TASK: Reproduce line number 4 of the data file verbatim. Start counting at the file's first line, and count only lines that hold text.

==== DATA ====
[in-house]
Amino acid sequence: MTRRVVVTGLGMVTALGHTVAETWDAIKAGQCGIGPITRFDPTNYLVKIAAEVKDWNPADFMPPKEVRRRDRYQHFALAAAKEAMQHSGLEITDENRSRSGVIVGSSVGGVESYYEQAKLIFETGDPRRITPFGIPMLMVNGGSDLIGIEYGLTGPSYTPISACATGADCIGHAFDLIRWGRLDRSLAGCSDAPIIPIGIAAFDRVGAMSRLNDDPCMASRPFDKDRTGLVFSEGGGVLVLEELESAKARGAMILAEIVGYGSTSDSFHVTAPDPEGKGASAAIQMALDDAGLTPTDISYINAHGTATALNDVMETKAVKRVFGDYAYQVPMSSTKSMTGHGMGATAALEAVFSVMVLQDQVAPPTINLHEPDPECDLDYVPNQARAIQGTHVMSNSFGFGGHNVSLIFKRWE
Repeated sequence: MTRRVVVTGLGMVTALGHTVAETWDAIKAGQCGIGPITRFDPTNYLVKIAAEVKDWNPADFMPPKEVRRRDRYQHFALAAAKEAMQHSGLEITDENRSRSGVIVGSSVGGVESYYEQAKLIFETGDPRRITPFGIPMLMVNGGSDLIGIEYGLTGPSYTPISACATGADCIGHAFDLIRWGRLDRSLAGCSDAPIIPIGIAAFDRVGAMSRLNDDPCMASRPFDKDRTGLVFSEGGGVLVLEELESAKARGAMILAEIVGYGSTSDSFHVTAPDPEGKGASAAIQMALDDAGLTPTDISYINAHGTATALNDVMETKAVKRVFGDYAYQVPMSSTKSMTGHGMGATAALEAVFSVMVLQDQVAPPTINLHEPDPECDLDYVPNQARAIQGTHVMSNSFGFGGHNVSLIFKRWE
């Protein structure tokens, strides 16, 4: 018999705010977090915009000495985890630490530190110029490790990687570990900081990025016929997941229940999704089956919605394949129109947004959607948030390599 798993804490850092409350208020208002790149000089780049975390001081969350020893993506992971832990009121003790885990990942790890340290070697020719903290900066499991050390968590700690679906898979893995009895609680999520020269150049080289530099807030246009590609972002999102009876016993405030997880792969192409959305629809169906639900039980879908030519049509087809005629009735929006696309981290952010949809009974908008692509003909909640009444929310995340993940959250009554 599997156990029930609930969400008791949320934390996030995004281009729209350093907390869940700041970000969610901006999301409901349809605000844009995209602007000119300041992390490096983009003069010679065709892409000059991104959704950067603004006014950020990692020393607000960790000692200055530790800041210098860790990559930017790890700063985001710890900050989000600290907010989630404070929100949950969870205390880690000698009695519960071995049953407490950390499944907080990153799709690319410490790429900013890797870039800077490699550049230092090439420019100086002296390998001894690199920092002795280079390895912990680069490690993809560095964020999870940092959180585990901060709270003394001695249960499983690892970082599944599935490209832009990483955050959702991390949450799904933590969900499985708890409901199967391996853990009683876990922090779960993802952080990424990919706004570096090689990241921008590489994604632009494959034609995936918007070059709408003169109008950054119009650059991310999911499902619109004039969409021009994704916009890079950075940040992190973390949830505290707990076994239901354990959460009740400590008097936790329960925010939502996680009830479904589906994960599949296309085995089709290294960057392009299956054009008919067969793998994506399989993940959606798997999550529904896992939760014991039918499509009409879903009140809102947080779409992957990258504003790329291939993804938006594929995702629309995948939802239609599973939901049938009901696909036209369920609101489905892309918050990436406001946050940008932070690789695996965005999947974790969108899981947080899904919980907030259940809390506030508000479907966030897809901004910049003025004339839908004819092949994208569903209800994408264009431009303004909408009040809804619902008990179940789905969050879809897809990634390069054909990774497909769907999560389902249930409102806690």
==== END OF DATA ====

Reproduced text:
């Protein structure tokens, strides 16, 4: 018999705010977090915009000495985890630490530190110029490790990687570990900081990025016929997941229940999704089956919605394949129109947004959607948030390599 798993804490850092409350208020208002790149000089780049975390001081969350020893993506992971832990009121003790885990990942790890340290070697020719903290900066499991050390968590700690679906898979893995009895609680999520020269150049080289530099807030246009590609972002999102009876016993405030997880792969192409959305629809169906639900039980879908030519049509087809005629009735929006696309981290952010949809009974908008692509003909909640009444929310995340993940959250009554 599997156990029930609930969400008791949320934390996030995004281009729209350093907390869940700041970000969610901006999301409901349809605000844009995209602007000119300041992390490096983009003069010679065709892409000059991104959704950067603004006014950020990692020393607000960790000692200055530790800041210098860790990559930017790890700063985001710890900050989000600290907010989630404070929100949950969870205390880690000698009695519960071995049953407490950390499944907080990153799709690319410490790429900013890797870039800077490699550049230092090439420019100086002296390998001894690199920092002795280079390895912990680069490690993809560095964020999870940092959180585990901060709270003394001695249960499983690892970082599944599935490209832009990483955050959702991390949450799904933590969900499985708890409901199967391996853990009683876990922090779960993802952080990424990919706004570096090689990241921008590489994604632009494959034609995936918007070059709408003169109008950054119009650059991310999911499902619109004039969409021009994704916009890079950075940040992190973390949830505290707990076994239901354990959460009740400590008097936790329960925010939502996680009830479904589906994960599949296309085995089709290294960057392009299956054009008919067969793998994506399989993940959606798997999550529904896992939760014991039918499509009409879903009140809102947080779409992957990258504003790329291939993804938006594929995702629309995948939802239609599973939901049938009901696909036209369920609101489905892309918050990436406001946050940008932070690789695996965005999947974790969108899981947080899904919980907030259940809390506030508000479907966030897809901004910049003025004339839908004819092949994208569903209800994408264009431009303004909408009040809804619902008990179940789905969050879809897809990634390069054909990774497909769907999560389902249930409102806690």